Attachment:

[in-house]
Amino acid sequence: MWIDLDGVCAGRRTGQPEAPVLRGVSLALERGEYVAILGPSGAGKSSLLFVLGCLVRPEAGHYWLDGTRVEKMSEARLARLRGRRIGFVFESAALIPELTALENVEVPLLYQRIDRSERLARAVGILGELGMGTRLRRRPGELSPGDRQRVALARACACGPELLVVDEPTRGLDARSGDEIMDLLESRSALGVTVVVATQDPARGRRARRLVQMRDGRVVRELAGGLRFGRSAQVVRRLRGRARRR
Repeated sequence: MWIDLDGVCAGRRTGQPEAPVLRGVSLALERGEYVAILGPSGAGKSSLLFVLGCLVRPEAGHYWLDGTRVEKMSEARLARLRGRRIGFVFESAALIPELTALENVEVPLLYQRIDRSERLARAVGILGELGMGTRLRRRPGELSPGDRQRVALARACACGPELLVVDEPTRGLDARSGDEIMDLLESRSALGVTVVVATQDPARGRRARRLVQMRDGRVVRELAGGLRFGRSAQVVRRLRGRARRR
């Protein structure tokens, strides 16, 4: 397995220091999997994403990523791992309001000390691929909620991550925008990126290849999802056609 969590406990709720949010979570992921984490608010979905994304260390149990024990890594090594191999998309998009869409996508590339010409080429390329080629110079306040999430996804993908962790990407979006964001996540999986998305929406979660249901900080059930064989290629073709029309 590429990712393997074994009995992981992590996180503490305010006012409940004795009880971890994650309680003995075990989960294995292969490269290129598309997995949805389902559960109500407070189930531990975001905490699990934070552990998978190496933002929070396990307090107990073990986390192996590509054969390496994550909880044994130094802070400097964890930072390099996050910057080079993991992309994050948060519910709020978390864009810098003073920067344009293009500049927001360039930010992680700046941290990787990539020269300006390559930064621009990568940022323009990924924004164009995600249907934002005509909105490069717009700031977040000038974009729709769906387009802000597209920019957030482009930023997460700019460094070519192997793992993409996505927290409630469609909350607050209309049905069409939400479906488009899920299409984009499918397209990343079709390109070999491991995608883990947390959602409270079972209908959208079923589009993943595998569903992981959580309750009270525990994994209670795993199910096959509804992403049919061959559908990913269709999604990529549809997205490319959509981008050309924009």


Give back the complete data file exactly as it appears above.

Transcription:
[in-house]
Amino acid sequence: MWIDLDGVCAGRRTGQPEAPVLRGVSLALERGEYVAILGPSGAGKSSLLFVLGCLVRPEAGHYWLDGTRVEKMSEARLARLRGRRIGFVFESAALIPELTALENVEVPLLYQRIDRSERLARAVGILGELGMGTRLRRRPGELSPGDRQRVALARACACGPELLVVDEPTRGLDARSGDEIMDLLESRSALGVTVVVATQDPARGRRARRLVQMRDGRVVRELAGGLRFGRSAQVVRRLRGRARRR
Repeated sequence: MWIDLDGVCAGRRTGQPEAPVLRGVSLALERGEYVAILGPSGAGKSSLLFVLGCLVRPEAGHYWLDGTRVEKMSEARLARLRGRRIGFVFESAALIPELTALENVEVPLLYQRIDRSERLARAVGILGELGMGTRLRRRPGELSPGDRQRVALARACACGPELLVVDEPTRGLDARSGDEIMDLLESRSALGVTVVVATQDPARGRRARRLVQMRDGRVVRELAGGLRFGRSAQVVRRLRGRARRR
């Protein structure tokens, strides 16, 4: 397995220091999997994403990523791992309001000390691929909620991550925008990126290849999802056609 969590406990709720949010979570992921984490608010979905994304260390149990024990890594090594191999998309998009869409996508590339010409080429390329080629110079306040999430996804993908962790990407979006964001996540999986998305929406979660249901900080059930064989290629073709029309 590429990712393997074994009995992981992590996180503490305010006012409940004795009880971890994650309680003995075990989960294995292969490269290129598309997995949805389902559960109500407070189930531990975001905490699990934070552990998978190496933002929070396990307090107990073990986390192996590509054969390496994550909880044994130094802070400097964890930072390099996050910057080079993991992309994050948060519910709020978390864009810098003073920067344009293009500049927001360039930010992680700046941290990787990539020269300006390559930064621009990568940022323009990924924004164009995600249907934002005509909105490069717009700031977040000038974009729709769906387009802000597209920019957030482009930023997460700019460094070519192997793992993409996505927290409630469609909350607050209309049905069409939400479906488009899920299409984009499918397209990343079709390109070999491991995608883990947390959602409270079972209908959208079923589009993943595998569903992981959580309750009270525990994994209670795993199910096959509804992403049919061959559908990913269709999604990529549809997205490319959509981008050309924009």